If you’re lucky, it’ll take a single pull to start. Otherwise, it may take up to four pulls. And despite how powerful it is, you’ll barely feel any vibrations unless the tool is idling, which is basically never. More surprisingly, it won’t blow out your eardrums even though gas-powered leaf blowers of similar capacity tend to be really loud.

Another great feature of the Husqvarna 965877502 is its X-torque engine design that reduces exhaust emissions by up to 60%. You’ll barely notice any fumes or smell coming out of the tool. It’s better for you and the environment, too!

Design

First of all, this tool is really heavy. If you already struggle with back pain and back cramping, it may not be the best leaf blower for you. It does get better if you adjust the straps according to the instructions, but it can still get pretty uncomfortable, especially with prolonged use. If you’re more interested in a lighter, handheld gas-powered option, you could try the Craftsman B215.

The shoulder straps on this tool tend to slip off your shoulders. You’ll need to improvise and add your own feature to prevent this from happening, otherwise, you’ll be stuck with this annoying problem.

The controls on this tool are very intuitive. You can even adjust the position of the handle to your liking. And you’ll be happy to know that this tool comes with a variable speed trigger and cruise control as well. However, if you push the switch too far, you’ll turn it off by mistake, which means you’ll have to take it off to start it again.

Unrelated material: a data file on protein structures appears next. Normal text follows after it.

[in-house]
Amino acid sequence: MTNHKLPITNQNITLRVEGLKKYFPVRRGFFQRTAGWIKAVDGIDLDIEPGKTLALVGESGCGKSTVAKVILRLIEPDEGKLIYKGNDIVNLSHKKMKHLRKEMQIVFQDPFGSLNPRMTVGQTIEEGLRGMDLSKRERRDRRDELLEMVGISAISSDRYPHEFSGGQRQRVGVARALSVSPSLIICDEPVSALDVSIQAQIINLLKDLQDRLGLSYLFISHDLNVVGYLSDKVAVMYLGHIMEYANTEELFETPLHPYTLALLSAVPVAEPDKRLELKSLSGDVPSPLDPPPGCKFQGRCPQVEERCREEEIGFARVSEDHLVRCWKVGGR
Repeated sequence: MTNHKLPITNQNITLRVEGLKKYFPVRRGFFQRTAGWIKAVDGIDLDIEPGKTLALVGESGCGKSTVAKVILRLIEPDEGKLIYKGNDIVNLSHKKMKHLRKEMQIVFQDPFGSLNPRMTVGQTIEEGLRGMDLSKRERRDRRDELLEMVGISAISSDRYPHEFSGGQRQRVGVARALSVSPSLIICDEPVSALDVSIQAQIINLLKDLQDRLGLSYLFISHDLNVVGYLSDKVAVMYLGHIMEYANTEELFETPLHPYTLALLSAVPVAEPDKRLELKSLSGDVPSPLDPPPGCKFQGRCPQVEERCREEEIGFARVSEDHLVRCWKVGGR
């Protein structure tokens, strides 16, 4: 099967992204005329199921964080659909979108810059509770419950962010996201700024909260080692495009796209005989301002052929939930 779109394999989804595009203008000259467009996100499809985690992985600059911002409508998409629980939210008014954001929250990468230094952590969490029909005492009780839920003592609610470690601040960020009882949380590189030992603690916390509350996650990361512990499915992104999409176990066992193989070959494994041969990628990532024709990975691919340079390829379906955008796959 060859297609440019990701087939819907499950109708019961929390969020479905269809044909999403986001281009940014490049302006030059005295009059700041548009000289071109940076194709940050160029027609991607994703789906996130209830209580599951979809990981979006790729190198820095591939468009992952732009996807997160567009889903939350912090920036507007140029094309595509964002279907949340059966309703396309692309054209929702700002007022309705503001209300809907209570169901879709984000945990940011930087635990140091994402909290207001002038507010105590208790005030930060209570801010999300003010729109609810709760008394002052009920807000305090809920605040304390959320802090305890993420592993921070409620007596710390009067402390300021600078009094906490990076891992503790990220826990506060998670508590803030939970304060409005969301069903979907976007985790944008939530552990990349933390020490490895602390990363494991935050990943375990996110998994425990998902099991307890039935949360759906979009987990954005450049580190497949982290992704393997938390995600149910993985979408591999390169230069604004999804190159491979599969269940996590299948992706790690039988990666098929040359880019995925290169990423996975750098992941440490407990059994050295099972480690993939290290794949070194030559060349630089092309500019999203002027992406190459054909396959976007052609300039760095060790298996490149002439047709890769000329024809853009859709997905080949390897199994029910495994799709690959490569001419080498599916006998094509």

One more thing—this tool comes with four-tube attachments, which you can adjust to make the length of the tube shorter or longer.

Pros

  • Very powerful
  • Very long run-time
  • Little to no exhaust fumes
  • Not as loud as other gas options
  • Cruise control
  • Comes with four tube attachments

Cons

  • Expensive
  • Heavy
  • Shoulder straps tend to slip off
  • Adjusting the speed may turn the tool off by mistake

4. Best Budget Pick: Ryobi P2108A Blower

Ryobi P2108A Blower

Why we like it: Lightweight and affordable, this tool is perfect for small tasks and even comes with a debris scraper.

Editor’s Rating:

Quick Facts:

  • Power Source: Battery
  • CFM: 280
  • MPH: 100
  • Weight: 4.7 lb.

Depending on what you’re going to use a cordless leaf blower for, you might not need to get one of the more powerful ones, especially if you’re concerned about the price. The Ryobi P2108A costs less than $80 and can do smaller jobs efficiently.